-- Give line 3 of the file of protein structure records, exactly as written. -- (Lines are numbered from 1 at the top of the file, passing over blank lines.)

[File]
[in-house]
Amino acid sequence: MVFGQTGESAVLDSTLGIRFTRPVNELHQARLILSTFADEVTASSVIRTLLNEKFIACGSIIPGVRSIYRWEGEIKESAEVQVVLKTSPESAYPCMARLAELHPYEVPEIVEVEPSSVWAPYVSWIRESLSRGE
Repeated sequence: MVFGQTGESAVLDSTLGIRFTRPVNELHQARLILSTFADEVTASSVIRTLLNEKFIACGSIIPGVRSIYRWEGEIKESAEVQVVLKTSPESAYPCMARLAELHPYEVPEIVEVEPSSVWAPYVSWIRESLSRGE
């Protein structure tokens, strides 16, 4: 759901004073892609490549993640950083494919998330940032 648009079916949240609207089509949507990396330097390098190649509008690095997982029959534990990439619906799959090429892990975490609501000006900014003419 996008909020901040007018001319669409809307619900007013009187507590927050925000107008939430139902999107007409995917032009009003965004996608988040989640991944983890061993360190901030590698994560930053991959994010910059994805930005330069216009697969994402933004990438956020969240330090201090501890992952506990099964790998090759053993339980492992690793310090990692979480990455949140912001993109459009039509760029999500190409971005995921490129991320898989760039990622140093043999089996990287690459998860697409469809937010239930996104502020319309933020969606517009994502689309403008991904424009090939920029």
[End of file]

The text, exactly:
Repeated sequence: MVFGQTGESAVLDSTLGIRFTRPVNELHQARLILSTFADEVTASSVIRTLLNEKFIACGSIIPGVRSIYRWEGEIKESAEVQVVLKTSPESAYPCMARLAELHPYEVPEIVEVEPSSVWAPYVSWIRESLSRGE